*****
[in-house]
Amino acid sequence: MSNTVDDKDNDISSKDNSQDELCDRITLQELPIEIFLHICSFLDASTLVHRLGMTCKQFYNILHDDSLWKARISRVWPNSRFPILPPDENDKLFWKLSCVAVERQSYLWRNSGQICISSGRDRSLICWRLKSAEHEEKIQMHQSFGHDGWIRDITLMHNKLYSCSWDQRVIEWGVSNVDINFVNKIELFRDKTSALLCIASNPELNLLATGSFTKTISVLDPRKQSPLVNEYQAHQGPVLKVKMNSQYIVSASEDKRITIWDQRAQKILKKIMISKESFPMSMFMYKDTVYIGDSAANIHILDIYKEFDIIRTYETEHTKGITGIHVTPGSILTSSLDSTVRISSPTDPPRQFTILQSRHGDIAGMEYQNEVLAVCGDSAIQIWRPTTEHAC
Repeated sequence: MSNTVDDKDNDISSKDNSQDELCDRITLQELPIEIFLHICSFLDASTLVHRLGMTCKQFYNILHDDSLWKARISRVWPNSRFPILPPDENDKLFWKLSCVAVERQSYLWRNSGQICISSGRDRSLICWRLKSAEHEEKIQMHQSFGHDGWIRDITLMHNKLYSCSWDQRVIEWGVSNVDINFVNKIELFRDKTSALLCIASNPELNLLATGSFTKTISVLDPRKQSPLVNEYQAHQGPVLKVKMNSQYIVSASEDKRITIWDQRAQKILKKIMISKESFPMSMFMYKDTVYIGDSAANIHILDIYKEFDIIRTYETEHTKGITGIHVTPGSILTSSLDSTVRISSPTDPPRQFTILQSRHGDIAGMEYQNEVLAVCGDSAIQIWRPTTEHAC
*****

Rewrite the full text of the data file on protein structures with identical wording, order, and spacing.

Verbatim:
[in-house]
Amino acid sequence: MSNTVDDKDNDISSKDNSQDELCDRITLQELPIEIFLHICSFLDASTLVHRLGMTCKQFYNILHDDSLWKARISRVWPNSRFPILPPDENDKLFWKLSCVAVERQSYLWRNSGQICISSGRDRSLICWRLKSAEHEEKIQMHQSFGHDGWIRDITLMHNKLYSCSWDQRVIEWGVSNVDINFVNKIELFRDKTSALLCIASNPELNLLATGSFTKTISVLDPRKQSPLVNEYQAHQGPVLKVKMNSQYIVSASEDKRITIWDQRAQKILKKIMISKESFPMSMFMYKDTVYIGDSAANIHILDIYKEFDIIRTYETEHTKGITGIHVTPGSILTSSLDSTVRISSPTDPPRQFTILQSRHGDIAGMEYQNEVLAVCGDSAIQIWRPTTEHAC
Repeated sequence: MSNTVDDKDNDISSKDNSQDELCDRITLQELPIEIFLHICSFLDASTLVHRLGMTCKQFYNILHDDSLWKARISRVWPNSRFPILPPDENDKLFWKLSCVAVERQSYLWRNSGQICISSGRDRSLICWRLKSAEHEEKIQMHQSFGHDGWIRDITLMHNKLYSCSWDQRVIEWGVSNVDINFVNKIELFRDKTSALLCIASNPELNLLATGSFTKTISVLDPRKQSPLVNEYQAHQGPVLKVKMNSQYIVSASEDKRITIWDQRAQKILKKIMISKESFPMSMFMYKDTVYIGDSAANIHILDIYKEFDIIRTYETEHTKGITGIHVTPGSILTSSLDSTVRISSPTDPPRQFTILQSRHGDIAGMEYQNEVLAVCGDSAIQIWRPTTEHAC